Now I’m addicted, and I see my mother’s hands as I knit.

Here are pictures of my first couple of projects. The purple shawlette, in Malabrigo sock 100% merino, was the first. The middle one is waiting to block and I’m not sure where it’s hiding. But number 3 is the lime green Malabrigo laceweight merino. I bought the yarn ages ago, couldn’t think why when I got the color home, but it’s exactly the weight I wanted to experiment with and it’s working up more beautifully than I expected.

The pattern is a travelling one, where each repeat springs out of the last, magically, I think. This is what made me see my mother’s hands. She loved this kind of lace knitting, vines, leaves, ferns, complex (way more than this) and graceful. She would have totally gone coo-coo over today’s luscious yarns with their saturated colors.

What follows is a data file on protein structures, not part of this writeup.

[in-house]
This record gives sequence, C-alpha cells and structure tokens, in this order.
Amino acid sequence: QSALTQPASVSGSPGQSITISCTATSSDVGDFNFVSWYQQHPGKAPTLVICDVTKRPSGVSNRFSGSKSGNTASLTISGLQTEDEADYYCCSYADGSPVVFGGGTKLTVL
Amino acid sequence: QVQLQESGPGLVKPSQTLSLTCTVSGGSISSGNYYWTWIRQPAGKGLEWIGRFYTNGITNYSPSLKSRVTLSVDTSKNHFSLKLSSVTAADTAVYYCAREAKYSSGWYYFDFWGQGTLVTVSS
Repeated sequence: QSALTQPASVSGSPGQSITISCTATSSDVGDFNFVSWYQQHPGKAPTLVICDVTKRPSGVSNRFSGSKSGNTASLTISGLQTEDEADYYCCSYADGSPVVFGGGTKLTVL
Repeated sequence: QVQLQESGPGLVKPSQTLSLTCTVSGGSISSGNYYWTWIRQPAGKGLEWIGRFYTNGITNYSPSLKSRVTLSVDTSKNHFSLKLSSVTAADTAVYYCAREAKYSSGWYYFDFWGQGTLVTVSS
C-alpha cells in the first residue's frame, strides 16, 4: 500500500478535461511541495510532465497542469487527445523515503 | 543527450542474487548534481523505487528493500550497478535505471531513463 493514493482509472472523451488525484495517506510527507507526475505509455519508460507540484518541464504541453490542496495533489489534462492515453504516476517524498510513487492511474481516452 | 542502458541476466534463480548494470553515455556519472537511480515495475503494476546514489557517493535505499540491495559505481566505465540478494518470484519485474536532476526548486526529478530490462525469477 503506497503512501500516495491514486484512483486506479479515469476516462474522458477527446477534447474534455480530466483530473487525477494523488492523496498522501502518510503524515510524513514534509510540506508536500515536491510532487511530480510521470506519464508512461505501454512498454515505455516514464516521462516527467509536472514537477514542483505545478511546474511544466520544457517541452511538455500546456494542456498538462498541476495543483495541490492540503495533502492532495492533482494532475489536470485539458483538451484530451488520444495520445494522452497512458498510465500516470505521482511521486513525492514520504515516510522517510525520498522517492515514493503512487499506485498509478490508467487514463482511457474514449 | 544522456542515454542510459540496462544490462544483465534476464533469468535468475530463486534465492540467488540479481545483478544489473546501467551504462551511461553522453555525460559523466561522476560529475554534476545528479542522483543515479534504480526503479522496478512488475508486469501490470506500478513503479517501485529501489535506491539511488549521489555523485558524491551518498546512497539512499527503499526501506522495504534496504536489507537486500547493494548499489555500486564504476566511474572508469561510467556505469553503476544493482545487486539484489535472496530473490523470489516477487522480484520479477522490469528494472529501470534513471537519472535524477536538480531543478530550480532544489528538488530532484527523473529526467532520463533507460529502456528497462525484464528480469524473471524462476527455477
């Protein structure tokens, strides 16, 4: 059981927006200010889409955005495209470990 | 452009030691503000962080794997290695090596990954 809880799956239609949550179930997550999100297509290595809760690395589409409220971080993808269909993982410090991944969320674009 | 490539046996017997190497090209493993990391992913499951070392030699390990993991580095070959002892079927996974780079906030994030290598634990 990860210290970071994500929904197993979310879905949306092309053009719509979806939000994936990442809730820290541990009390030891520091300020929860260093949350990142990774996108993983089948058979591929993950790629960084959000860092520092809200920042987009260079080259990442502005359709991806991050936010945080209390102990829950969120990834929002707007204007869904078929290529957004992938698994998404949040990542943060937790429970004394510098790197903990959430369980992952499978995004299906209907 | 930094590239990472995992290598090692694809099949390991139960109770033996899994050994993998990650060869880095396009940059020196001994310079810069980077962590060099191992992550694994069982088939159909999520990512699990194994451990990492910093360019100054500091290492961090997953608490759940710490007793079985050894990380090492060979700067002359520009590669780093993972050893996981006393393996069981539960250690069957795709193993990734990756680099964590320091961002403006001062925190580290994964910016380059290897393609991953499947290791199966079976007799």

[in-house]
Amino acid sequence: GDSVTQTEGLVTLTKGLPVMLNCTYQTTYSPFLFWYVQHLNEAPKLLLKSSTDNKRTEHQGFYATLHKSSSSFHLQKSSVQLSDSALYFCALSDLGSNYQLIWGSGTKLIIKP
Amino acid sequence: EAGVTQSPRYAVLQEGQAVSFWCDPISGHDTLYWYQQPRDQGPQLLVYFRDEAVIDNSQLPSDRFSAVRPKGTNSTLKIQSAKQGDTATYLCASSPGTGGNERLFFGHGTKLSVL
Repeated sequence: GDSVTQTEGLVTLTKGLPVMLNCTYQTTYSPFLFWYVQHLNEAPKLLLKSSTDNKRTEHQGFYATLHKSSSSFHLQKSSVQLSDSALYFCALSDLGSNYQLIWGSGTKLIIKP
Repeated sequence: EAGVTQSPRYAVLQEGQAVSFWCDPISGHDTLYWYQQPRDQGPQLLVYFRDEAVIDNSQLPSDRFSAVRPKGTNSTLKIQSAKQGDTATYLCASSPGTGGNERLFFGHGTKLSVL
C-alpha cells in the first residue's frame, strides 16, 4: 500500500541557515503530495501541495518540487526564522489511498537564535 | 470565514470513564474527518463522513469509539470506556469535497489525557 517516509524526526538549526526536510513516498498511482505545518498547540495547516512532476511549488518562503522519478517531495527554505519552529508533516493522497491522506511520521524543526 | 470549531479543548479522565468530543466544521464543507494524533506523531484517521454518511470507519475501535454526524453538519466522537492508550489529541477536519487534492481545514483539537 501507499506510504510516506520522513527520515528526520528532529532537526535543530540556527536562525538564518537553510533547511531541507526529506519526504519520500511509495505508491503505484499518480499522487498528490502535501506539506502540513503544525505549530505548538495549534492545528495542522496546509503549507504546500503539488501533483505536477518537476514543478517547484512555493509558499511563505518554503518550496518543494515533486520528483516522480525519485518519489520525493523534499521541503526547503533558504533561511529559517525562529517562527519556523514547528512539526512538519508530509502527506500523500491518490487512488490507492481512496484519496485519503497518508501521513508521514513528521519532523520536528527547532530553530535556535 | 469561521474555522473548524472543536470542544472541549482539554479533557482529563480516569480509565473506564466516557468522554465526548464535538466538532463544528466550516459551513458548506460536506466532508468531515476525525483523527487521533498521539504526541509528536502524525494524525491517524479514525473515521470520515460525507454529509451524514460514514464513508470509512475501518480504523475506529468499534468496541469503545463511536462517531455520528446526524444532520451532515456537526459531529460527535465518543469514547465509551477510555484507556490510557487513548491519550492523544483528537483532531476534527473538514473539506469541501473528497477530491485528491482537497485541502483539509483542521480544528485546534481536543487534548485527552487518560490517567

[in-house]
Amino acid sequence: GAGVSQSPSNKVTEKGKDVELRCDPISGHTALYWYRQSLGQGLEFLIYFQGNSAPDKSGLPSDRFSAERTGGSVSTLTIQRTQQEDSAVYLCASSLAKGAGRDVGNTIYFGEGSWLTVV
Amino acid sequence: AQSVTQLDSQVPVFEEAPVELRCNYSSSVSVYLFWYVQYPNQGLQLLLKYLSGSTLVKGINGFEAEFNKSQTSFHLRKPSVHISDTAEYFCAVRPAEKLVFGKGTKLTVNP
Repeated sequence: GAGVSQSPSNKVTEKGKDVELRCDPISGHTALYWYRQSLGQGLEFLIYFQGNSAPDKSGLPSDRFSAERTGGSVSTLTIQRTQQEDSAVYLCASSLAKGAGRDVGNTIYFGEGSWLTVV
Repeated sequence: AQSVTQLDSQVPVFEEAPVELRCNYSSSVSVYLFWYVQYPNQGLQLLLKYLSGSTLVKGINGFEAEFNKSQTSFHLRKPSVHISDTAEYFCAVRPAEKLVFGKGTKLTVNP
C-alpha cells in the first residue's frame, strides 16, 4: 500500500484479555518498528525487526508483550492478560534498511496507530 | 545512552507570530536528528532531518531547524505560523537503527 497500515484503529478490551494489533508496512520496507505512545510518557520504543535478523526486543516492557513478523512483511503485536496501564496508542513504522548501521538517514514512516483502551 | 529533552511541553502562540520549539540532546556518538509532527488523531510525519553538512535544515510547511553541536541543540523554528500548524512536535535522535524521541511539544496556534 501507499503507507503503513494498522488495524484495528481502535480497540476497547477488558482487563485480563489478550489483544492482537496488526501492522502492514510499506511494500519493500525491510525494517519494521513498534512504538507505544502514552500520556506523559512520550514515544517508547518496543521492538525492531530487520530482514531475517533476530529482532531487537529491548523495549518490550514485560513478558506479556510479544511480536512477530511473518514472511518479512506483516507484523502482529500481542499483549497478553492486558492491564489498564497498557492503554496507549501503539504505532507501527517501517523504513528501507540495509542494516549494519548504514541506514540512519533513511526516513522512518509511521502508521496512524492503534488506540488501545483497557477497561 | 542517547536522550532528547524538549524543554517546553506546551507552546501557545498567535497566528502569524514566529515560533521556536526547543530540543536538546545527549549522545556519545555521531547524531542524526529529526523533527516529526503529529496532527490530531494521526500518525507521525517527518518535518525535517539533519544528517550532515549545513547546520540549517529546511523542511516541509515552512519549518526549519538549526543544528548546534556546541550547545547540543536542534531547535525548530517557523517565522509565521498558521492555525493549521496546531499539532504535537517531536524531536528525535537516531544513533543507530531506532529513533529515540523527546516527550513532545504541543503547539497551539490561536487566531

Hey Mom, socks are next!

Knitting Up a Storm

I’m going to a knitting group tonight that meets weekly at the my local yard store (in knitting lingo, LYS). We’re starting a project to knit hats (and scarves or mittens) for the local Occupy Asheville folks, who are camping out in front the Federal Building in Asheville — probably one of the coldest and windiest spots in our lovely city.

I love knitting for a cause — it may just be me trying to justify an obsession, er, hobby. But it makes it more special to me: giving the goods away, and at the same time making a statement about my beliefs.

As my mother might have said (if she’d thought of it), Knit up, or shut up.

Fiber Festival Rocks!

spinning wheelsI spent yesterday afternoon at the Southeastern Animal Fiber Fair — an annual event held at the “Ag Center” near Asheville Airport. Two floors of fiber and fleece, with spinning wheels, accessories, angora rabbits, and hundreds of maniacal fiber fans — just like me!  It was wonderful

Last year I came home with bags of dyed rovings for needle felting, but this year I am back to primarily cruising for yarn… and then more yarn. I was pretty moderate in my first foray yesterday, but when I make a return visit today (and maybe Sunday too) I’ll have a plan in mind for some of that gorgeous yarn and then I’ll bring it home to join the multitudes already stashed.